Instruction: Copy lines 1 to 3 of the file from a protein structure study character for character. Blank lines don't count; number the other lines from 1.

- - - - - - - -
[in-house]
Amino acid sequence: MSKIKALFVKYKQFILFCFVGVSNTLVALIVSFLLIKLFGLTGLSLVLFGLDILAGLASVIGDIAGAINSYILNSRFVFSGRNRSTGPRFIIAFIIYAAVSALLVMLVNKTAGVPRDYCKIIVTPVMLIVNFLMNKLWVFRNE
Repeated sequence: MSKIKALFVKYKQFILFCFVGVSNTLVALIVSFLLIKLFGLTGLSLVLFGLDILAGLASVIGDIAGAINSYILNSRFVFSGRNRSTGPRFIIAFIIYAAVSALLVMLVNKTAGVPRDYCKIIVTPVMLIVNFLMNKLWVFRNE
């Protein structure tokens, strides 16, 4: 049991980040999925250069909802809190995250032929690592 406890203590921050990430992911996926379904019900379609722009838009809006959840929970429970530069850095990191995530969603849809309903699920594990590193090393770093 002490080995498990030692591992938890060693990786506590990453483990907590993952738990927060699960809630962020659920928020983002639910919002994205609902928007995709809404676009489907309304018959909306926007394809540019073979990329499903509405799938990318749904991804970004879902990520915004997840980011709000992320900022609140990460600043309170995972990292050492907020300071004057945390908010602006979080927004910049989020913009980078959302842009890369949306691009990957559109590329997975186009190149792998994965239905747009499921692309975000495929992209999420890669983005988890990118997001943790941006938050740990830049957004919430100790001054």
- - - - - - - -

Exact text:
[in-house]
Amino acid sequence: MSKIKALFVKYKQFILFCFVGVSNTLVALIVSFLLIKLFGLTGLSLVLFGLDILAGLASVIGDIAGAINSYILNSRFVFSGRNRSTGPRFIIAFIIYAAVSALLVMLVNKTAGVPRDYCKIIVTPVMLIVNFLMNKLWVFRNE
Repeated sequence: MSKIKALFVKYKQFILFCFVGVSNTLVALIVSFLLIKLFGLTGLSLVLFGLDILAGLASVIGDIAGAINSYILNSRFVFSGRNRSTGPRFIIAFIIYAAVSALLVMLVNKTAGVPRDYCKIIVTPVMLIVNFLMNKLWVFRNE